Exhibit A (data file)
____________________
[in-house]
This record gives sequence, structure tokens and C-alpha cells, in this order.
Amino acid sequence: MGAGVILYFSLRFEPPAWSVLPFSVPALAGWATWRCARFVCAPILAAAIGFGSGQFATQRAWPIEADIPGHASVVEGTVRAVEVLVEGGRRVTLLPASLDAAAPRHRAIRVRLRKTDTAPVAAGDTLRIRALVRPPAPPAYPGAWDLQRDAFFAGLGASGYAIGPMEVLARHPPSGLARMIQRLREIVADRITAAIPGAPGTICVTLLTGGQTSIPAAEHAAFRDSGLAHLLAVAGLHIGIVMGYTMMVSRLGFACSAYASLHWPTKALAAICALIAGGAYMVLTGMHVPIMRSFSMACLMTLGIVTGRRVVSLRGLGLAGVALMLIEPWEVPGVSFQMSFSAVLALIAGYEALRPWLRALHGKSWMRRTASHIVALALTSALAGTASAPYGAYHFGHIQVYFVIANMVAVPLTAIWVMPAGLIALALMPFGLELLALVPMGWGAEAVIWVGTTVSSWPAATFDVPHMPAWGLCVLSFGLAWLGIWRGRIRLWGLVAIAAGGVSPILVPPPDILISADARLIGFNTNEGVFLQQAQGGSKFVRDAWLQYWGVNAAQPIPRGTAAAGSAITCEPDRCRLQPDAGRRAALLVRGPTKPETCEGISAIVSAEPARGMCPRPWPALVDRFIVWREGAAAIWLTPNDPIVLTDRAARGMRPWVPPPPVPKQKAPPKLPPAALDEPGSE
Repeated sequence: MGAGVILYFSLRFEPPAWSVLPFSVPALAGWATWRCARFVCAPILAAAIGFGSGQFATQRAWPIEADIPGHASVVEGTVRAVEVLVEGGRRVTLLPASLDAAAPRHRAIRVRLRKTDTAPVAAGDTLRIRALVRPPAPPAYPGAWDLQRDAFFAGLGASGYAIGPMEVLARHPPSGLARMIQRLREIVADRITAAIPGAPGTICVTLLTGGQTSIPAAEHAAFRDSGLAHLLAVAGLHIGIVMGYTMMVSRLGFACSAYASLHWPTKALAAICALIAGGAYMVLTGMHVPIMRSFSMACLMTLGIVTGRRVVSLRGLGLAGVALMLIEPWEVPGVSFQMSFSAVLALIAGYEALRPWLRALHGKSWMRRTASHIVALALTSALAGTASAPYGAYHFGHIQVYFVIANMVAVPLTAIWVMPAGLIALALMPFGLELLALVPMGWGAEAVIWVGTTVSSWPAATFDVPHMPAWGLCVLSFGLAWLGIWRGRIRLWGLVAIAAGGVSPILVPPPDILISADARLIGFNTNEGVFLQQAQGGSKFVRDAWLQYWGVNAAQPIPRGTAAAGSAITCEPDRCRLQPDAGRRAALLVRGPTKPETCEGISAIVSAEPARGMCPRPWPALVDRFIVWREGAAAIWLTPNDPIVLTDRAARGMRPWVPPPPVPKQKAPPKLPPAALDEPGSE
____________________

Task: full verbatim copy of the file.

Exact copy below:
[in-house]
This record gives sequence, structure tokens and C-alpha cells, in this order.
Amino acid sequence: MGAGVILYFSLRFEPPAWSVLPFSVPALAGWATWRCARFVCAPILAAAIGFGSGQFATQRAWPIEADIPGHASVVEGTVRAVEVLVEGGRRVTLLPASLDAAAPRHRAIRVRLRKTDTAPVAAGDTLRIRALVRPPAPPAYPGAWDLQRDAFFAGLGASGYAIGPMEVLARHPPSGLARMIQRLREIVADRITAAIPGAPGTICVTLLTGGQTSIPAAEHAAFRDSGLAHLLAVAGLHIGIVMGYTMMVSRLGFACSAYASLHWPTKALAAICALIAGGAYMVLTGMHVPIMRSFSMACLMTLGIVTGRRVVSLRGLGLAGVALMLIEPWEVPGVSFQMSFSAVLALIAGYEALRPWLRALHGKSWMRRTASHIVALALTSALAGTASAPYGAYHFGHIQVYFVIANMVAVPLTAIWVMPAGLIALALMPFGLELLALVPMGWGAEAVIWVGTTVSSWPAATFDVPHMPAWGLCVLSFGLAWLGIWRGRIRLWGLVAIAAGGVSPILVPPPDILISADARLIGFNTNEGVFLQQAQGGSKFVRDAWLQYWGVNAAQPIPRGTAAAGSAITCEPDRCRLQPDAGRRAALLVRGPTKPETCEGISAIVSAEPARGMCPRPWPALVDRFIVWREGAAAIWLTPNDPIVLTDRAARGMRPWVPPPPVPKQKAPPKLPPAALDEPGSE
Repeated sequence: MGAGVILYFSLRFEPPAWSVLPFSVPALAGWATWRCARFVCAPILAAAIGFGSGQFATQRAWPIEADIPGHASVVEGTVRAVEVLVEGGRRVTLLPASLDAAAPRHRAIRVRLRKTDTAPVAAGDTLRIRALVRPPAPPAYPGAWDLQRDAFFAGLGASGYAIGPMEVLARHPPSGLARMIQRLREIVADRITAAIPGAPGTICVTLLTGGQTSIPAAEHAAFRDSGLAHLLAVAGLHIGIVMGYTMMVSRLGFACSAYASLHWPTKALAAICALIAGGAYMVLTGMHVPIMRSFSMACLMTLGIVTGRRVVSLRGLGLAGVALMLIEPWEVPGVSFQMSFSAVLALIAGYEALRPWLRALHGKSWMRRTASHIVALALTSALAGTASAPYGAYHFGHIQVYFVIANMVAVPLTAIWVMPAGLIALALMPFGLELLALVPMGWGAEAVIWVGTTVSSWPAATFDVPHMPAWGLCVLSFGLAWLGIWRGRIRLWGLVAIAAGGVSPILVPPPDILISADARLIGFNTNEGVFLQQAQGGSKFVRDAWLQYWGVNAAQPIPRGTAAAGSAITCEPDRCRLQPDAGRRAALLVRGPTKPETCEGISAIVSAEPARGMCPRPWPALVDRFIVWREGAAAIWLTPNDPIVLTDRAARGMRPWVPPPPVPKQKAPPKLPPAALDEPGSE